Those who criticize (generally through ignorance) the two widest Asiatic faiths, Hinduism and Buddhism, and call them life-denying because of their ascetics and celibates, hermits and monks, are utterly mistaken. These ancient religions are not denying life but seeking it through what seems to them to be higher and holier forms. Whether right or wrong, Hindus and Buddhists are entitled to their opinion in this matter.

"It is not to be wondered at that people suffering under the Indian heat sought fictitious escape by turning their attention to religions of escape like Buddhism and Hinduism." Such is the theory often put forward by those who glorify the West with all its remarkable achievements and sneer at the East as a half-dead area of the world. There is a little truth in it, but only a little.

Most Europeans are so convinced of the superiority of the West that they have never troubled to inquire what there is of worth here.

Another disagreeable result of this arrogant belief is the parallel belief that the race has not only been chosen to be a sacred one but also to be an exploiting one. God has given it permission to invade, conquer, rob, and govern all other races.

White nations who are bewildered by present Asiatic hatred suffer the penalty of past white arrogance.

We despise Orientals because they lack qualities which we possess, but we forget that they have similar reasons for despising us.

We should not carry a trace of contempt in our demeanour or we learn nothing that is of worth in this sensitive Hindustan.

Professor Frederic Spiegelberg, in Spiritual Practices of India, says, "It has been said, without justification, that in ancient India man's conscious being had not yet evolved into special, individualistic forms. On the contrary, many Hindu manuals dealing with the study of character show how thoroughly, even in early times, people in India concerned themselves with the great diversity of human nature, and how much weight they gave to this diversity in their education." The view which Spiegelberg characterizes as unjustified was put forward by Rudolf Steiner. The latter's views on Oriental mysticism were incorrect on other points too.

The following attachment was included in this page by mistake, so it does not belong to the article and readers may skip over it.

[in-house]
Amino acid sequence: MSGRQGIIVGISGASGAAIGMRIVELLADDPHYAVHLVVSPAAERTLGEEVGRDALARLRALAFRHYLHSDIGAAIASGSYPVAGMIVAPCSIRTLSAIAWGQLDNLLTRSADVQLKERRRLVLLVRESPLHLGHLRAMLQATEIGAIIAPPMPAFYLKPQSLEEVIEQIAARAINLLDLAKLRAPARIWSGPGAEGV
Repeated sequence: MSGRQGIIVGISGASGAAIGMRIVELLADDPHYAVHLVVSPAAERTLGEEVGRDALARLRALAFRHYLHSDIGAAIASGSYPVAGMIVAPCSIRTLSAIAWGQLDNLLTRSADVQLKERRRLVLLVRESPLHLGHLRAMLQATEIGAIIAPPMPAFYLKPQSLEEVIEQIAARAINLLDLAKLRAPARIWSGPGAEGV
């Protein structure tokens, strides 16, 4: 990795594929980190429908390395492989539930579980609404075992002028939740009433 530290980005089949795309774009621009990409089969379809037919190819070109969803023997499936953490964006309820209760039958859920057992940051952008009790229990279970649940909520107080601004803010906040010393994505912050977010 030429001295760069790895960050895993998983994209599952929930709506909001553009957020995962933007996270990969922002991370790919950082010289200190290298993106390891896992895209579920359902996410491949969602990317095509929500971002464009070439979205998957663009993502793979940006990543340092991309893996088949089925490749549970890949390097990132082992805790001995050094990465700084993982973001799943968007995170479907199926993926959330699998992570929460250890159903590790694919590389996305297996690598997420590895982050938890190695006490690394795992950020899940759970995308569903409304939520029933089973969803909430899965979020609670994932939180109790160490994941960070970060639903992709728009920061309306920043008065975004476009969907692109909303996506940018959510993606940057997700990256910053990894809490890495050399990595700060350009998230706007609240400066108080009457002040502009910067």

Khrushchev story: To please his hosts on a visit to India, he sent a committee to investigate yoga. They reported adversely, saying they found it gloomy and apparently doing nothing. One can only imagine what had happened: Russians seeking material development for their country were offered the practice of inner withdrawal, "dropping out," and seemed unhelped by all this sitting down and doing nothing.


Romantic glamour

It is understandable why Norman Douglas was fascinated by old Goa, with its colourful background, its quaint eighteenth-century half-European, half-Hindu appearance, its Portuguese baroque churches and tropical gay bazaars, its spicy food and luxuriant flowers. But that was half a hundred years ago. The Goa of today must surely have noticeably changed atmosphere and appearance--if reports be true. Moreover, Douglas saw it only as a young visitor out to enjoy the new and different: he did not have to live there permanently.